I was just surprised at how difficult this man’s life really was. I knew a little bit about Hogan but not everything. Charles Dickens and Oliver Twist had it easy compared to this guy. He is just an amazing story of perseverance.

How The FOX Drones Are Getting Such Amazing Views At Pebble Beach


I chatted with Fox Sports’ director Steve Biem Sunday for this Golfweek story to better understand how the Kaze Aerial team is getting the remarkable drone images from the 2019 U.S. Open, as well as an audible with the new FlightTrack tracer covering the 6th tee shot and now, the 17th.

It was fascinating to hear about the adjustments made to get where they are, which is providing us views like we’ve never seen before.

U.S. Open Viewing Tip Sheet And What To Expect From Pebble Beach

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Your most vital piece of information sits above, with the Fox schedule with ET times. Look at those prime time windows. Have I mentioned that California U.S. Opens are just better? Oh, anyway…

The Forecaddie previews a new twist on Toptracer technology from Fox Sports next week. Sounds like we will need players to go for the 14th green in two if we want to see in all its glory. And the live drone should be great fun getting the seagulls view of the action!

Golf Channel will provide plenty of programming as well, starting with Monday’s World Golf Hall of Fame Induction Ceremony followed by Morning Drive and Live From the U.S. Open coverage all week. You will note in their release my name attached to two features: one on poa annua and another Chandler Egan’s 1929 redesign of the course and whether it needs to be restored. I hope you enjoy the pieces and I’ll do my best to make sure to preview when they will air.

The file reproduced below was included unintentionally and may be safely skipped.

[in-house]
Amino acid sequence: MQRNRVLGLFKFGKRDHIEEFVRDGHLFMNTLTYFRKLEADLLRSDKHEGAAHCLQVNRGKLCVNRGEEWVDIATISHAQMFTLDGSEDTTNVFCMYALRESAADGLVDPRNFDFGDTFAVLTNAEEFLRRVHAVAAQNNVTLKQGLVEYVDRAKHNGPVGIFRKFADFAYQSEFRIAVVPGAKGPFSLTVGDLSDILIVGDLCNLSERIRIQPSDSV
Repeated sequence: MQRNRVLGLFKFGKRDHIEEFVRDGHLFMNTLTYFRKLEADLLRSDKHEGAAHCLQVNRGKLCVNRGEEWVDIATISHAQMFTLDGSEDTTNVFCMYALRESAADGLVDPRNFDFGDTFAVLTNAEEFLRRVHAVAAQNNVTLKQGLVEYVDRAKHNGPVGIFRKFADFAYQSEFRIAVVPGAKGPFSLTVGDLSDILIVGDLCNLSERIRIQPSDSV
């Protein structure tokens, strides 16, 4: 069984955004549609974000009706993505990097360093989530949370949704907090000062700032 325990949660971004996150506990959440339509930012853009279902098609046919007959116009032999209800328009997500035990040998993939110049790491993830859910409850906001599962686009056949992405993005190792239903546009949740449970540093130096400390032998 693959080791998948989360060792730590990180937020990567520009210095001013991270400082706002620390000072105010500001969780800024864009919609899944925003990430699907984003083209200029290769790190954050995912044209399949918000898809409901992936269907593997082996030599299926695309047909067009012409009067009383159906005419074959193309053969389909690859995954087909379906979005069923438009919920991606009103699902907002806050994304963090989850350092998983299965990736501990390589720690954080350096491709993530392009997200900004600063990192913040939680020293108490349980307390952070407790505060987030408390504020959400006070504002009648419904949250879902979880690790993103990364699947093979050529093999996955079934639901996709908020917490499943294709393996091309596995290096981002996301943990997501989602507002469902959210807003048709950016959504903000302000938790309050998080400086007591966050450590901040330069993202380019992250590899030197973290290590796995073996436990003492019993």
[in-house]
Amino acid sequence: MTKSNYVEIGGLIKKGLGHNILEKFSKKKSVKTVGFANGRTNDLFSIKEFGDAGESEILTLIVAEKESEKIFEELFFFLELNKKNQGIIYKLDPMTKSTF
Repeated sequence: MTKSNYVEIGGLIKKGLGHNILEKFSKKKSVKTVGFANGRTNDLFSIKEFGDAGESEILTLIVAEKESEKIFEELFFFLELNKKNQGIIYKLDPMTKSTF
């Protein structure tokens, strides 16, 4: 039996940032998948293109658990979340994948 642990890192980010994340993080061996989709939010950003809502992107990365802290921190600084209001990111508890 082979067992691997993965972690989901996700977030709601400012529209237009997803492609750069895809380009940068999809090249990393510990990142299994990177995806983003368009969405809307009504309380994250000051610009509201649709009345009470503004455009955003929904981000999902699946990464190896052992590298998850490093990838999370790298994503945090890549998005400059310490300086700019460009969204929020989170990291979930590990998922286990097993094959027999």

It’s going to be a stellar week from the Monterey Peninsula!

For Immediate Release from Fox Sports:


Tethered Drone, Operates from a Boat off the Northern California Coastline,

To Offer Unique Views of Pebble Beach

LOS ANGELES – FOX Sports continues its industry-leading production technology development, with additions and upgrades in place for its coverage of the 119th U.S. Open Championship from Pebble Beach Golf Links in Pebble Beach, Calif., from Thursday, June 13 to Sunday, June 16 on FOX, FS1, FOX Deportes, FOXSports.com and the FOX Sports App.

"We are planning our most comprehensive and technologically advanced U.S. Open to date, matching the excitement level surrounding the championship being held at iconic Pebble Beach,” said Zac Fields, SVP Graphic Tech & Innovation, FOX Sports. “We’re constantly improving the viewing experience of this great event and the FOX Sports team is excited to offer viewers more dynamic experiences from the golf course than ever before.” 

FOX Sports remains at the forefront of ball-tracing technology in 2019, as the network equips the tee box on all 18 holes with Trackman radar technology. Nine holes are equipped to show viewers a standard ball-trace over live video, with enhanced club and ball data. The remaining nine holes will display Emmy-nominated FOX FlightTrack, a live trace over a graphic representation of the golf hole, offering more perspective to the viewer. All 18 holes will have the ability to insert a real-time live carry distance. 

Three roaming wireless RF tracers will work to provide ball tracing on approach shots. There will also be FlightTrack for fairways shots on two holes, Nos. 6 and 14. New this year will be a mobile tower camera equipped with Toptracer technology, also positioned on No. 14, allowing for more dynamics within the shot. Unlike most tracer shots, where the camera must remain still, this camera will allow FOX Sports to pan, tilt and zoom to see the ball as it comes towards the camera. 

Just a few weeks ago, FOX Sports’ Shane Bacon and Joel Klatt played a round at Pebble Beach and discussed No. 14’s difficult approach and tough green, offering insights on what to expect from the pros at the U.S. Open: https://vimeo.com/340574507